Once he gets to Swallow’s Grove and meets Mariella, Hudson realizes that convincing her to help him break into the dreamworld won’t be easy. Mari is determined to stay on the path she’s chosen and fights Hudson every step of the way. With only two weeks to go until Orane captures Mari for good, Hudson has to find a way to cut through the veil keeping Mari from seeing the truth. If he doesn’t, she’s going to willingly throw herself off a cliff she doesn’t even realize is there.
Can you tell us about the characters in your book? Who is your favorite?
I can’t pick a favorite! They’re all my babies. <3
Sing is a dual point of view book, with chapters switching between my two main characters, Mariella and Hudson. They’re both beautifully complex people, but in very different ways. Hudson has been through the wringer even before the book starts, but he’s still an amazingly compassionate soul. Mariella has already been under the influence of the dreamworld for ten years when the book starts and it’s changed her in ways she can’t even see. They’re both incredibly resilient. They’re also strong in very similar ways even though it doesn’t seem like it on the surface.
Surrounding my two narrators is a group of people I’ve come to love dearly. Mariella’s parents Dana and Frank are really supportive and generally cool people and her best friend K.T. (short for Katalina Therese) is intelligent, curious, and tenacious. Hudson sweeps into town with his fairy-godfather-stand-in Horace, a seventy-eight-year-old man whose role in the book kept getting larger with every revision. Like Horace, Dawn’s role was ever-expanding. She’s a legally-blind fourteen-year-old girl who basically runs her mother’s New Age store, a shop called A Stone’s Throw From Normal. Together, these characters inhabit a world I hope readers will come to love as much as I do.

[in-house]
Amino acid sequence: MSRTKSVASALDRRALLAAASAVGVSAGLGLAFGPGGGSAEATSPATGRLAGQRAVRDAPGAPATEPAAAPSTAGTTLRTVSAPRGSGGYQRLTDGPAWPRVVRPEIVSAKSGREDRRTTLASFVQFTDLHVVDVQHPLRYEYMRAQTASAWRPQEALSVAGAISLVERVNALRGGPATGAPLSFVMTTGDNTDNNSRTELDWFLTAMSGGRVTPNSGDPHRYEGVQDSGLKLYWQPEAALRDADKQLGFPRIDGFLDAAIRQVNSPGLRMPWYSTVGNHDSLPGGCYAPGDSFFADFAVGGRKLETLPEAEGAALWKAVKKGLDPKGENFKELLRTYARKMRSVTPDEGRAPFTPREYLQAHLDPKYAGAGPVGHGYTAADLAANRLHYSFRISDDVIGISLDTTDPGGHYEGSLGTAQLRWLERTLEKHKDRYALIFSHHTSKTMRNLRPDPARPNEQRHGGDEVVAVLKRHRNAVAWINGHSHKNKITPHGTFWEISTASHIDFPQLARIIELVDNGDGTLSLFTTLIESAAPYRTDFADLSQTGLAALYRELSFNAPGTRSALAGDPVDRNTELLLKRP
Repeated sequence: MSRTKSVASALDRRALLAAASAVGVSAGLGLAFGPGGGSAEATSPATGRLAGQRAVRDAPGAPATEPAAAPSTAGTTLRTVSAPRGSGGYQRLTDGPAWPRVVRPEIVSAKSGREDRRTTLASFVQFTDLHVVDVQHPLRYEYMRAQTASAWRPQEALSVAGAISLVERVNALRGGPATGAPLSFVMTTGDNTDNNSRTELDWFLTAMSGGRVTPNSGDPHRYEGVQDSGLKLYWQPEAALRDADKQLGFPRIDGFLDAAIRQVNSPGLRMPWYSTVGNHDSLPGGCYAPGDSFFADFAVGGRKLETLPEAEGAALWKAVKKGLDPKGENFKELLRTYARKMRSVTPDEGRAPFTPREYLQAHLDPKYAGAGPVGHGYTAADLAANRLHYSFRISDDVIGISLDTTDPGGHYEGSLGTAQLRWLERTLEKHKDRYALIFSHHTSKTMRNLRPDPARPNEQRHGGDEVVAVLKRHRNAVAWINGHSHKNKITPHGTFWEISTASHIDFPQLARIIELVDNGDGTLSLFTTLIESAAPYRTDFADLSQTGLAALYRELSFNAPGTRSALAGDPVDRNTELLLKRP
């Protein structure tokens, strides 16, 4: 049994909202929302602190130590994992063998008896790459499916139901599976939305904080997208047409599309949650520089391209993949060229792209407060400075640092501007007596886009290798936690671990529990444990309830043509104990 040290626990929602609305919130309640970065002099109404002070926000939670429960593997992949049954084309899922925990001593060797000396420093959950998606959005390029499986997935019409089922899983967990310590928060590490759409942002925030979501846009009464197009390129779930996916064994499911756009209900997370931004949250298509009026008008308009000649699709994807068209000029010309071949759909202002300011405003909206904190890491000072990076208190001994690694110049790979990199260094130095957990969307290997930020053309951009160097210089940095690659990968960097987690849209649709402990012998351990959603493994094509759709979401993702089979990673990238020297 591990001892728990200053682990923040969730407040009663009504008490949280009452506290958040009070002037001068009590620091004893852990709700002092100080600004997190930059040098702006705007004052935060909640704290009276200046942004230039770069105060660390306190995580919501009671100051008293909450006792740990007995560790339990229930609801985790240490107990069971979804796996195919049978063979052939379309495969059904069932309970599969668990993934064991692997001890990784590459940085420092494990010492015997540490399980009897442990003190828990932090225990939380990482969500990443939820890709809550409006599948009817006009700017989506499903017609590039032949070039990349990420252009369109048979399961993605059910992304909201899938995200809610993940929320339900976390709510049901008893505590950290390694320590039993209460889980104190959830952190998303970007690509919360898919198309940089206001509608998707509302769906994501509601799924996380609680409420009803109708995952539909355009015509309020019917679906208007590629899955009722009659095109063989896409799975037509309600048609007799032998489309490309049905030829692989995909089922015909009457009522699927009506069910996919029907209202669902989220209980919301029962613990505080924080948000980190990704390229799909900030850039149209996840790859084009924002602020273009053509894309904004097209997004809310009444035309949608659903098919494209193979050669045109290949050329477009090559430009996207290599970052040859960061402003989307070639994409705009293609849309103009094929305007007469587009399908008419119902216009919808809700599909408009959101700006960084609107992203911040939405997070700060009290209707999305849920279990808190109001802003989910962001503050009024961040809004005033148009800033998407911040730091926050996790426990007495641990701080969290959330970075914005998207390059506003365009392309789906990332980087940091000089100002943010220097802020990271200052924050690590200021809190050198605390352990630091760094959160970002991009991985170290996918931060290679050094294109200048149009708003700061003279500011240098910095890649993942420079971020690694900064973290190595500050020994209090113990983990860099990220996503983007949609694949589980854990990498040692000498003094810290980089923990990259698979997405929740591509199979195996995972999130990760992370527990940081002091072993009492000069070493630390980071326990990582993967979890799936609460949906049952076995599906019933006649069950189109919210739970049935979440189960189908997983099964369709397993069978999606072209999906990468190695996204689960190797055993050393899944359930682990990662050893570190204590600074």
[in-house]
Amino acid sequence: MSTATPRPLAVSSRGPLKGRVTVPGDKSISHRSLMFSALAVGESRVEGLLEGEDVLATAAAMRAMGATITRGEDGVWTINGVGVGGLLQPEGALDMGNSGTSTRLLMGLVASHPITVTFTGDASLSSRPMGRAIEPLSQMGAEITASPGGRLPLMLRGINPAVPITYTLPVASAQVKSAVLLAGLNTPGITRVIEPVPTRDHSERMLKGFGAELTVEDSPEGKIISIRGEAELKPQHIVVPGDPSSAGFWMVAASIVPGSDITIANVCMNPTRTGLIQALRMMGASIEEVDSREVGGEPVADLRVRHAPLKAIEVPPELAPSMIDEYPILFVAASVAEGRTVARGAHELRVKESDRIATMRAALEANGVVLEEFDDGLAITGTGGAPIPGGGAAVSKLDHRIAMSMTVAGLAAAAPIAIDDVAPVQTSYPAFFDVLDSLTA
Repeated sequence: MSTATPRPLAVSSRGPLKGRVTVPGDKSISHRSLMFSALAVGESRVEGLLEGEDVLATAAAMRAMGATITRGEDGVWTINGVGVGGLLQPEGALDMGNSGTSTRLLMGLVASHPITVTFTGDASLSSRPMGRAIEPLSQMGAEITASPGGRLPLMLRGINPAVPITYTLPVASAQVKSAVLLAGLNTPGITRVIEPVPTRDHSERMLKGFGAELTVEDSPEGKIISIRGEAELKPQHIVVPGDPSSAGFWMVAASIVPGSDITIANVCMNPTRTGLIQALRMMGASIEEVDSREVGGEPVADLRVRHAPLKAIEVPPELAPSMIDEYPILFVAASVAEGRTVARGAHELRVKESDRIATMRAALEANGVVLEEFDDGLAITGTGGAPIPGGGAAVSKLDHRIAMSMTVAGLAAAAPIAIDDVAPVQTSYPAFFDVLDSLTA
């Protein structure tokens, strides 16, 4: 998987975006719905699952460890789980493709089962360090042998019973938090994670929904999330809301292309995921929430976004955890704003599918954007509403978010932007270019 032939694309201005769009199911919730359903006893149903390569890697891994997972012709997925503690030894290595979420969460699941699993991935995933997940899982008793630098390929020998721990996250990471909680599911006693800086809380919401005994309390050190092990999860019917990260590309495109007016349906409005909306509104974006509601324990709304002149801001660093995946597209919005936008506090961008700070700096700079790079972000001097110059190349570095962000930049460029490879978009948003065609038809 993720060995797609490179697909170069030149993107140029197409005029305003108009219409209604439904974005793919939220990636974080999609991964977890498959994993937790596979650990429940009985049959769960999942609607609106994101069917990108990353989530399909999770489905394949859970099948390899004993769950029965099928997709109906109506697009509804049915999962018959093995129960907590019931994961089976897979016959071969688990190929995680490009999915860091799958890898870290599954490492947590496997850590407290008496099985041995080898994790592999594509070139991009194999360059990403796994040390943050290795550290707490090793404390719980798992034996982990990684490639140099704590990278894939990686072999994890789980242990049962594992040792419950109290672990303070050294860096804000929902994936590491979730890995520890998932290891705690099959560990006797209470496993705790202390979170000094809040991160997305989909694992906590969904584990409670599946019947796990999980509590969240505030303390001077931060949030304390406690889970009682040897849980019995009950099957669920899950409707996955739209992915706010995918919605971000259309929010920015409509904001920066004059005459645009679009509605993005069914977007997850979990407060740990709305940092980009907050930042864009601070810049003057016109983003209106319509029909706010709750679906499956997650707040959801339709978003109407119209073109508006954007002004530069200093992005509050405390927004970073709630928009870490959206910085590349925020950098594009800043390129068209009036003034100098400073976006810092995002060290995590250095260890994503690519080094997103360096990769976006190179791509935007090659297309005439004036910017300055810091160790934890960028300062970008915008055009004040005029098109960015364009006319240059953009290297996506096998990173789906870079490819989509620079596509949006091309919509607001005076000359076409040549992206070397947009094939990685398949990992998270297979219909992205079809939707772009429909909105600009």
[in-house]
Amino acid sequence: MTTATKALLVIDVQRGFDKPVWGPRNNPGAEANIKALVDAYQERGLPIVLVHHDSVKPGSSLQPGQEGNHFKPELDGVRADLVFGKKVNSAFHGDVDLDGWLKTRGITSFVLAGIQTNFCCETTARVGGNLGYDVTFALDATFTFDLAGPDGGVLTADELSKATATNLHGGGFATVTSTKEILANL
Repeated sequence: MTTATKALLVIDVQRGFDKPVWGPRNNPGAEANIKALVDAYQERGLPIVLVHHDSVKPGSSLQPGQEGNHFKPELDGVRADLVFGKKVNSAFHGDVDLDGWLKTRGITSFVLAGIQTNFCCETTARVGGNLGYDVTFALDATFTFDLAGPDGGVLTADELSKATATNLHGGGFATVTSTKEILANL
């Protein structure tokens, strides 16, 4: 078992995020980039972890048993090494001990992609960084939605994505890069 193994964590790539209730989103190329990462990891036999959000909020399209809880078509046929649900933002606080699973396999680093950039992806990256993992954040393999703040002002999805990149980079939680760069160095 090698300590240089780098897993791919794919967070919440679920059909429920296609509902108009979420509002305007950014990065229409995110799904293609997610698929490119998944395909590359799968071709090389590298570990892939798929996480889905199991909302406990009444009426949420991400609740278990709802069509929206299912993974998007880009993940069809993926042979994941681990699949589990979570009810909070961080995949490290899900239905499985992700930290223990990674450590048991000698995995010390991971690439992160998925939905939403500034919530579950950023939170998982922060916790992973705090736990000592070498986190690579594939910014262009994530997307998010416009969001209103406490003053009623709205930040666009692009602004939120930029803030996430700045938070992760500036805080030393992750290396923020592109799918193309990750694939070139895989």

What makes your book different from other books out there in the same genre?
I make Smurf jokes? And I somehow smash dreams, parallel universes, demons, music, family, magic, psychology, best friends, New Age stores, classic cars, gemstones, visions, and small towns into the same story. 😉
Do you have any quirks or processes that you go through when you write?
I know some people need a playlist or absolute silence or something else, but I tend to work best with random white noise. Often, I write at Panera or Starbucks. The people around me provide just enough background noise for me to block out without it distracting me. And then sometimes I get to overhear some really awesome (or some awesomely strange) conversations.
There aren’t many processes that apply more than sporadically within my actual writing method. The closest I come is that when I start a new project, I usually just write. No planning, no plotting, no spreadsheets or anything. I take whatever image or character or moment popped into my head and run with it until my mind goes blank. Once I’ve hit that creative dead end, then I start outlining and analyzing and working out the connecting details of the mess I just spewed onto the page. By then, I usually know the characters well enough to predict what they’ll do in certain situations and that makes the plotting process a WHOLE lot easier.
Who are some of your favorite authors?